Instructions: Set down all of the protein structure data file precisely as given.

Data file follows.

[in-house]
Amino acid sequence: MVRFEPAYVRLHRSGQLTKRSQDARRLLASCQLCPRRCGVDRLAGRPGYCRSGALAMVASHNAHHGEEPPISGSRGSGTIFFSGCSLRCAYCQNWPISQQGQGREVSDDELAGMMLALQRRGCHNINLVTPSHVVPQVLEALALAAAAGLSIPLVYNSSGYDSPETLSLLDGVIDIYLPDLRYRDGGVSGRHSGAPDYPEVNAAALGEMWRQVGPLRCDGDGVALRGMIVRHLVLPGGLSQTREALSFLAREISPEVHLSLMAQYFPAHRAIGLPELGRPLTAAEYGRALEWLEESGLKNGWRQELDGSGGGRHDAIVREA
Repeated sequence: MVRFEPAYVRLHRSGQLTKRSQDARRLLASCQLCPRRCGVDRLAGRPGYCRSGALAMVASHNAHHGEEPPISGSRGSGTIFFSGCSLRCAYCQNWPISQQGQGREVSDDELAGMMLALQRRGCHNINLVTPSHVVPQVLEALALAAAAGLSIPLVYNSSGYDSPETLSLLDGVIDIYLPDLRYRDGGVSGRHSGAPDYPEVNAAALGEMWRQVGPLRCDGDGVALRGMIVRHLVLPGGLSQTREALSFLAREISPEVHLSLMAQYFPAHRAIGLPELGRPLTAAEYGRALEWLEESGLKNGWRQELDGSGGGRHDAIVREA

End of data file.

[in-house]
Amino acid sequence: MVRFEPAYVRLHRSGQLTKRSQDARRLLASCQLCPRRCGVDRLAGRPGYCRSGALAMVASHNAHHGEEPPISGSRGSGTIFFSGCSLRCAYCQNWPISQQGQGREVSDDELAGMMLALQRRGCHNINLVTPSHVVPQVLEALALAAAAGLSIPLVYNSSGYDSPETLSLLDGVIDIYLPDLRYRDGGVSGRHSGAPDYPEVNAAALGEMWRQVGPLRCDGDGVALRGMIVRHLVLPGGLSQTREALSFLAREISPEVHLSLMAQYFPAHRAIGLPELGRPLTAAEYGRALEWLEESGLKNGWRQELDGSGGGRHDAIVREA
Repeated sequence: MVRFEPAYVRLHRSGQLTKRSQDARRLLASCQLCPRRCGVDRLAGRPGYCRSGALAMVASHNAHHGEEPPISGSRGSGTIFFSGCSLRCAYCQNWPISQQGQGREVSDDELAGMMLALQRRGCHNINLVTPSHVVPQVLEALALAAAAGLSIPLVYNSSGYDSPETLSLLDGVIDIYLPDLRYRDGGVSGRHSGAPDYPEVNAAALGEMWRQVGPLRCDGDGVALRGMIVRHLVLPGGLSQTREALSFLAREISPEVHLSLMAQYFPAHRAIGLPELGRPLTAAEYGRALEWLEESGLKNGWRQELDGSGGGRHDAIVREA